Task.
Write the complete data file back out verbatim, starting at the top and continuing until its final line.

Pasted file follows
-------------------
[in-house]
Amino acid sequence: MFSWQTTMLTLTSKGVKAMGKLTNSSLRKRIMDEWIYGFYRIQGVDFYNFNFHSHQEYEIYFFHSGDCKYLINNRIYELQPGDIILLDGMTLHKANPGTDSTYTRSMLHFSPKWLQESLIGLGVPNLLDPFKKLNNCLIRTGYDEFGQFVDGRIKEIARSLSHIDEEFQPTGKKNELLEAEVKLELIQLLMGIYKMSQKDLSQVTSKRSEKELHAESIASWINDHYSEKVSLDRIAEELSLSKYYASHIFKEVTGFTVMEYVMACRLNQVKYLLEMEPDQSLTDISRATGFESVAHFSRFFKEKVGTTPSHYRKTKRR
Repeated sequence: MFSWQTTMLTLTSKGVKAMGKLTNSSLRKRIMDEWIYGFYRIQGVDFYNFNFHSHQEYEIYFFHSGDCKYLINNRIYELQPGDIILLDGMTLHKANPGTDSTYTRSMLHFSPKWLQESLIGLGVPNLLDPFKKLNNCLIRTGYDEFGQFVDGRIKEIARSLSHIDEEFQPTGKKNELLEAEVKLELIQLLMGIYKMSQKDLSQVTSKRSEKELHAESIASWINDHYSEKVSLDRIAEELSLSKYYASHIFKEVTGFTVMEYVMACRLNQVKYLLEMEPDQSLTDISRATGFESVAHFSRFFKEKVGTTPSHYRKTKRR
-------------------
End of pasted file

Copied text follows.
[in-house]
Amino acid sequence: MFSWQTTMLTLTSKGVKAMGKLTNSSLRKRIMDEWIYGFYRIQGVDFYNFNFHSHQEYEIYFFHSGDCKYLINNRIYELQPGDIILLDGMTLHKANPGTDSTYTRSMLHFSPKWLQESLIGLGVPNLLDPFKKLNNCLIRTGYDEFGQFVDGRIKEIARSLSHIDEEFQPTGKKNELLEAEVKLELIQLLMGIYKMSQKDLSQVTSKRSEKELHAESIASWINDHYSEKVSLDRIAEELSLSKYYASHIFKEVTGFTVMEYVMACRLNQVKYLLEMEPDQSLTDISRATGFESVAHFSRFFKEKVGTTPSHYRKTKRR
Repeated sequence: MFSWQTTMLTLTSKGVKAMGKLTNSSLRKRIMDEWIYGFYRIQGVDFYNFNFHSHQEYEIYFFHSGDCKYLINNRIYELQPGDIILLDGMTLHKANPGTDSTYTRSMLHFSPKWLQESLIGLGVPNLLDPFKKLNNCLIRTGYDEFGQFVDGRIKEIARSLSHIDEEFQPTGKKNELLEAEVKLELIQLLMGIYKMSQKDLSQVTSKRSEKELHAESIASWINDHYSEKVSLDRIAEELSLSKYYASHIFKEVTGFTVMEYVMACRLNQVKYLLEMEPDQSLTDISRATGFESVAHFSRFFKEKVGTTPSHYRKTKRR